Document Sample

Sampling and Probability Target Population – The entire group for which a study is performed. Matched Samples – Samples in which the members are paired or matched by the researcher or in samples that are taken multiple times on the same subjects under different circumstances. Independent Samples – Samples taken from a population that have no affect on one another. Random Sampling – A sampling method where a sample is chosen from a population on a random basis or by chance thus reducing the chance of bias in the sample. Each member of the population has a known but possibly non-equal chance of being selected. Simple Random Sampling – This is a Random Sampling method where the selection of members is made by chance where every member has an equal chance of being selected. Stratified Sampling – A sampling method where the members are selected equally from among the different strata or sub-groups of a population to ensure accurate representation of the population. Cluster Sampling – A sampling method whereby the population is divided into clusters and a random sample of the clusters is taken. All observations of a cluster are included in the sample. Quota Sampling – A sampling method where the members are pre-defined from a specified member type and thus is not a random sample and is not representative of the population. Spatial Sampling – An area of survey sampling concerned with sampling in two dimensions. Sampling Variability – The difference or variance in two or more samples taken from the same population. Standard Error – The deviation of the values of a given function of the data over all possible samples of the same size. Bias – A term referring to how far the average statistics lie from the actual parameter being estimated. Precision – A measure of how close an estimator is expected to be to the value of the parameter. Outcome – The result of an experiment involving uncertainty. Sample Space – An exhaustive list of all possible outcomes of an experiment usually denoted by S. Event – Any collection of outcomes of an experiment. Relative Frequency – Another term for proportion and is calculated by dividing the number of times an event occurs by the total number of times an experiment is carried out. Probability – Provides a quantitative description of the likely occurrence of a particular event. Subjective Probability – A reasonable assessment by an individual concerning the likelihood a particular event will occur. Independent Events – Events that have no correlation or affect on one another. Mutually Exclusive Events – Events that can not occur together. Addition Rule – A rule used to determine the probability that event A or event B occurs or both occur. Multiplication Rule – A rule used to determine the probability that event A and event B both occur. Conditional Probability – A probability calculated given the current conditions. With a change in conditions the probability may change. Law of Total Probability – A calculation to express the state that a probability of and event C occurring will be affected by the probabilities of events A and B of which C is a subset. Bayes’ Theorem – A result that allows new information to be used to update the conditional probability of an event. Random Variable – A function that associates a unique numerical value with every outcome of an experiment. The value of the variable will vary as the experiment is repeated. Expected Value – An expected value of a random variable indicates its average or central value. Variance – A non-negative number which gives an idea of how widely spread the values of a random variable are likely to be. Probability Distribution – A list of probabilities associated with each of the values of a discrete random variable. Cumulative Distribution Function – A function giving the probability that the random variable X is less than or equal to x, for every value x. Probability Density Function – A function which can be integrated to obtain the probability that the random variable takes a value in a given interval. Discrete Random Variable – A random variable that can only take on a countable number of distinct values. Continuous Random Variable – A random variable which takes an infinite number of possible values. Probability-Probability (P-P) Plot – Used to see if a given set of data follows some specified distribution. Quantile-Quantile (QQ) Plot – Used to see if a given set of data follows some specified distribution. Normal Distribution – A method of modeling continuous random variables. Poisson Distribution – A method of modeling discrete random variables. Binomial Distribution – A method of modeling discrete random variables. Geometric Distribution – A method of modeling discrete random variables. Uniform Distribution – A method of modeling continuous random variables and discrete random variables. Independent Random Variables – These are random variables that do not have any influence on one another. Central Limit Theorem – States that data that are affected by many small and unrelated random affects are normally distributed.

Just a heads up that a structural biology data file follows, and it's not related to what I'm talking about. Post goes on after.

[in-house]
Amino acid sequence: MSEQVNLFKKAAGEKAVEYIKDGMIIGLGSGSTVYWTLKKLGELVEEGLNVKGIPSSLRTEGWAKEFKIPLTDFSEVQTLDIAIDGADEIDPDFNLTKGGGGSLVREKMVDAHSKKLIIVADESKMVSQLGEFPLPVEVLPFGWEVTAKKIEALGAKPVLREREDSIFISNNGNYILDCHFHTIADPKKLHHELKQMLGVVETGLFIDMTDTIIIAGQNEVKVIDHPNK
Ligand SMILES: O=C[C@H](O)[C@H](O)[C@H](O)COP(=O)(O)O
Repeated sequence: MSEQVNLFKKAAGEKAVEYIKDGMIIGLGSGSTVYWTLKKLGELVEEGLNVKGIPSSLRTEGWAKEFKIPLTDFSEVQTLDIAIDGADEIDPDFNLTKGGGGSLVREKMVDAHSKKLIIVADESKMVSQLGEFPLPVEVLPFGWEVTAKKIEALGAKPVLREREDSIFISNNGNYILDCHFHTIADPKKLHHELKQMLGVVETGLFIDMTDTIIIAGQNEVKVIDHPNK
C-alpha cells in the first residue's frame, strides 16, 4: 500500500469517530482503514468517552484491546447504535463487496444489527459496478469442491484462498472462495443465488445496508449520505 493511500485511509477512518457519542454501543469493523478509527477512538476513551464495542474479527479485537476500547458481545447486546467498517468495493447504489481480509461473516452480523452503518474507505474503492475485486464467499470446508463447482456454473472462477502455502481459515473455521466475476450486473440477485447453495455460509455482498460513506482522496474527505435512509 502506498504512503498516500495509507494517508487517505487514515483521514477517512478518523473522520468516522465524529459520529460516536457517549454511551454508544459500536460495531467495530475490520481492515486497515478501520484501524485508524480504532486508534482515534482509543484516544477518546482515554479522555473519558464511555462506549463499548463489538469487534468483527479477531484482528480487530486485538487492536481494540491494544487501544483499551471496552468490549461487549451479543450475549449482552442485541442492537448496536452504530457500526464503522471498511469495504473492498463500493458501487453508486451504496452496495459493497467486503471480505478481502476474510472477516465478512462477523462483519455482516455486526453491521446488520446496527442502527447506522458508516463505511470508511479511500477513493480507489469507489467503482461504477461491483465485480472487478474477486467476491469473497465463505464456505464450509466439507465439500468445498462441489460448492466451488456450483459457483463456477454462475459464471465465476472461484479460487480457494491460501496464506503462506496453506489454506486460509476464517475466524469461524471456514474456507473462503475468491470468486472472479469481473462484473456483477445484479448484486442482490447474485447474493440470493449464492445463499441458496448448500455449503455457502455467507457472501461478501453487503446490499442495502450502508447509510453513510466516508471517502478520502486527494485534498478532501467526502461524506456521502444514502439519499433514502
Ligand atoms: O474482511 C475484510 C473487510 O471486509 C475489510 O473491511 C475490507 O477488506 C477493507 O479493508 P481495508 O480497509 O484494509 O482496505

DOCUMENT INFO

Shared By:

Categories:

Tags:
Probability Sampling, sample size, simple random sampling, sampling frame, random sampling, target population, sampling method, stratified sampling, Sampling error, Cluster sampling

Stats:

views: | 141 |

posted: | 1/13/2010 |

language: | English |

pages: | 2 |

How are you planning on using Docstoc?
BUSINESS
PERSONAL

By registering with docstoc.com you agree to our
privacy policy and
terms of service, and to receive content and offer notifications.

Docstoc is the premier online destination to start and grow small businesses. It hosts the best quality and widest selection of professional documents (over 20 million) and resources including expert videos, articles and productivity tools to make every small business better.

Search or Browse for any specific document or resource you need for your business. Or explore our curated resources for Starting a Business, Growing a Business or for Professional Development.

Feel free to Contact Us with any questions you might have.